Final Examination - An examination will be taken in person during the 8th week of instruction at one of the Park University sites around the country or at an alternative location approved by your instructor where Park University sites are not available. It will be the responsibility of the student to arrange for a proctor, by the 6th week of the term, who will be accepted and approved by the instructor. Guidelines for selecting an acceptable proctor can be found at the Park University Website. For proctored examinations, photo identification is required at the time of the test. A proctor request from will be made available to you during the first week of the class so that you can send your requested proctor to me for approval. Failure to take a final proctored exam will result in an automatic "F" grade. (65 points)

Other Information on proctored exams:

  • It will be the responsibility of the student to arrange for a proctor, by the 6th week of the term, who is accepted and approved by the course instructor.
  • Approval of proctors is the discretion of the Online instructor.
  • A proctor request form will be made available to you during the first week of class so that you can send your requested proctor to your instructor for approval.
  • Failure to take a final proctored exam (or submit your final project for some online graduate courses) will result in an automatic "F" grade.
  • Some Graduate Online courses may not require a proctored Final Examination.

NOTE: A brief summary of all course assignments arranged by week may be found in the document sharing folder. This summary should provide you with a good checklist of work to be submitted.

Grading:

Grading Scale I will provide you with ongoing progress reports of your average grade throughout the term.

The grading scale is (300 points possible):

A = 270 - 300
B = 240 - 269
C = 210 - 239
D = 180 - 209
F = Less than 180

Late Submission of Course Materials:

Submission of Late Work: This is a labor-intensive course which allows for considerable independence on the student's part. Success in this class depends on your staying current with the assignments and following established time lines. For this reason, I will make a 20% deduction each day that assignments are submitted late except for assignments due during week eight. In that I must submit grades no later than midnight Tuesday following the end of the course, no assignment will be accepted later than midnight Sunday of week eight. If something catastrophic comes up that makes a late submission unavoidable, you must notify me in advance.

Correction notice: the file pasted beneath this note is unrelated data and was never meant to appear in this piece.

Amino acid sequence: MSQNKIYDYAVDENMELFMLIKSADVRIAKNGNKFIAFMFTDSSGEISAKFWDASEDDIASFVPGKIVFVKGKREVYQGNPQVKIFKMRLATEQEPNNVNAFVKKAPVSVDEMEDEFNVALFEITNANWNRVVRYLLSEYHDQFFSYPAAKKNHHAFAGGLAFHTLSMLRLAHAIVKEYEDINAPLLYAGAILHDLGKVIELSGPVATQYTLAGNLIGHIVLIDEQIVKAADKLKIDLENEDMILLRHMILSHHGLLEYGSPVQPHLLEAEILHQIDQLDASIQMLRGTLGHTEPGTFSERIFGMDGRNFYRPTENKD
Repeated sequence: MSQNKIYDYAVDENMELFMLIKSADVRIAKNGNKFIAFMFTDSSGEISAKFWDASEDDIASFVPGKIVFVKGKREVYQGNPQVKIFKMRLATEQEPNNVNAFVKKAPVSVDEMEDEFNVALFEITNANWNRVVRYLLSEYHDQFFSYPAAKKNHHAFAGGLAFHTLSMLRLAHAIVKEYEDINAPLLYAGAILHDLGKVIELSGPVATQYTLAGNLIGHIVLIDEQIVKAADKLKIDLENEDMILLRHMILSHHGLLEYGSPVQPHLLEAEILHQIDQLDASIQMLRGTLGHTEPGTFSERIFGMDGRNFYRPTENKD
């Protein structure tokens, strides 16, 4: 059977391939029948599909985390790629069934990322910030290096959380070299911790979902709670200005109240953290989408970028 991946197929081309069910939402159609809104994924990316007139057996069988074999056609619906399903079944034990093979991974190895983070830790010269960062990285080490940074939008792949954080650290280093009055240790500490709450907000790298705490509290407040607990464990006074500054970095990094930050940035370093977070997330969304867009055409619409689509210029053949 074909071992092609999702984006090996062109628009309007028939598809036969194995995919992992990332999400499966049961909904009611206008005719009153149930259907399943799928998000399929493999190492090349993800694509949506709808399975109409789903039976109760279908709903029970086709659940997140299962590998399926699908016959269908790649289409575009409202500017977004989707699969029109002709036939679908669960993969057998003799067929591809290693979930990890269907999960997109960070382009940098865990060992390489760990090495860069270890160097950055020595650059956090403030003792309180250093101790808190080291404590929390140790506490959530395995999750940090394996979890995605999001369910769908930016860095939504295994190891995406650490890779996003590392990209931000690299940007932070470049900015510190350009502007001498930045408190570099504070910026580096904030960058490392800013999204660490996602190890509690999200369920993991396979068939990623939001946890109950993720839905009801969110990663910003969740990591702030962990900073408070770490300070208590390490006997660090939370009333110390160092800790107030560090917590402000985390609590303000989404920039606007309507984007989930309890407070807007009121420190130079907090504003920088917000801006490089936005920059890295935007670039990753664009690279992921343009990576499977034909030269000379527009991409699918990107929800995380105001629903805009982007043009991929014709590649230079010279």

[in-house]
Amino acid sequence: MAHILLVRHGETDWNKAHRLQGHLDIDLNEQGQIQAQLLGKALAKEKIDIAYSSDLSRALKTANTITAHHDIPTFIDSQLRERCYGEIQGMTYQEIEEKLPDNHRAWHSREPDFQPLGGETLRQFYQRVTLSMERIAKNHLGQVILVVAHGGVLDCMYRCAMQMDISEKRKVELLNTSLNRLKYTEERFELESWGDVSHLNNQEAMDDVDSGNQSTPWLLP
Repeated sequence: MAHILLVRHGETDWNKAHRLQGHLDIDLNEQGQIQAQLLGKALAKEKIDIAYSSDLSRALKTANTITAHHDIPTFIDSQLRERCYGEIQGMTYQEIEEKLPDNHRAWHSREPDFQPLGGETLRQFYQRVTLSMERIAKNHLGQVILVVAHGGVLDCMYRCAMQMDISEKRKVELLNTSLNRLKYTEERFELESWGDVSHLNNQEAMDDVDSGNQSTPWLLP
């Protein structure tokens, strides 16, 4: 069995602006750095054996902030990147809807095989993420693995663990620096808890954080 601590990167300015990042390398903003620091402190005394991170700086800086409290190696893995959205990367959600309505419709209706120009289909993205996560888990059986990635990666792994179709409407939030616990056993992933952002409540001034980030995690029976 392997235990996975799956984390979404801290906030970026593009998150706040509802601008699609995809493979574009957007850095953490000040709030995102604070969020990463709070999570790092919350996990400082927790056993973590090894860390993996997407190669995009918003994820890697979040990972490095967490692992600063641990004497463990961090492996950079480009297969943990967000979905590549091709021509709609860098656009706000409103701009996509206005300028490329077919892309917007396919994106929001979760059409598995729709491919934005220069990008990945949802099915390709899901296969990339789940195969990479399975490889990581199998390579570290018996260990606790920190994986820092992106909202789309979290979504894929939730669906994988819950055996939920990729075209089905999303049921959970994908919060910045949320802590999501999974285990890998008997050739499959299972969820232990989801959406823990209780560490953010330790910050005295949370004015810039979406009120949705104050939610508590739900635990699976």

Classroom Rules of Conduct:
A student, whose behavior disrupts the classroom or interferes with the learning of other students, will be subject to disciplinary action, ranging from dismissal from the classroom to expulsion from Park University.  Such behavior includes, but is not limited to, the use of abusive or obscene language, attending the class under the influence of drugs or alcohol, excessive tardiness, or excessive absences.

Course Topic/Dates/Assignments:

This syllabus provides an overview of the syllabus and activities which will be found in the eCollege classroom. A more detailed explanation of course activities, policies, and procedures will be found in the online classroom.

Week #:

  1. During this week we will be reviewing what you have accomplished related to your project to date.  Specifically, we will be looking at the first three chapters of your written project which you did in ED629 (Ciritical Reflections Seminar), making any changes or modications to the methodology you developed, and finalizing implemenation plans.
  2. During this week you will begin implementation of your school improvement project and provide a summary of what you have accomplished to related to your project to date.  Specifically, you should reflect on the actions you have taken, any successes you may have achieved, and any obstacles incurred.
  3. During this week you will continue with the implementation phase of your school improvement project and provide a summary of what you have accomplished to related to your project to date.  Specifically, you should reflect on the actions you have taken, any successes you may have achieved, and any obstacles incurred.
  4. During this week you will continue with your school improvement project and provide a summary of what you have accomplished to related to your project to date.  Specifically, you should reflect on the actions you have taken, any successes you may have achieved, and any obstacles incurred.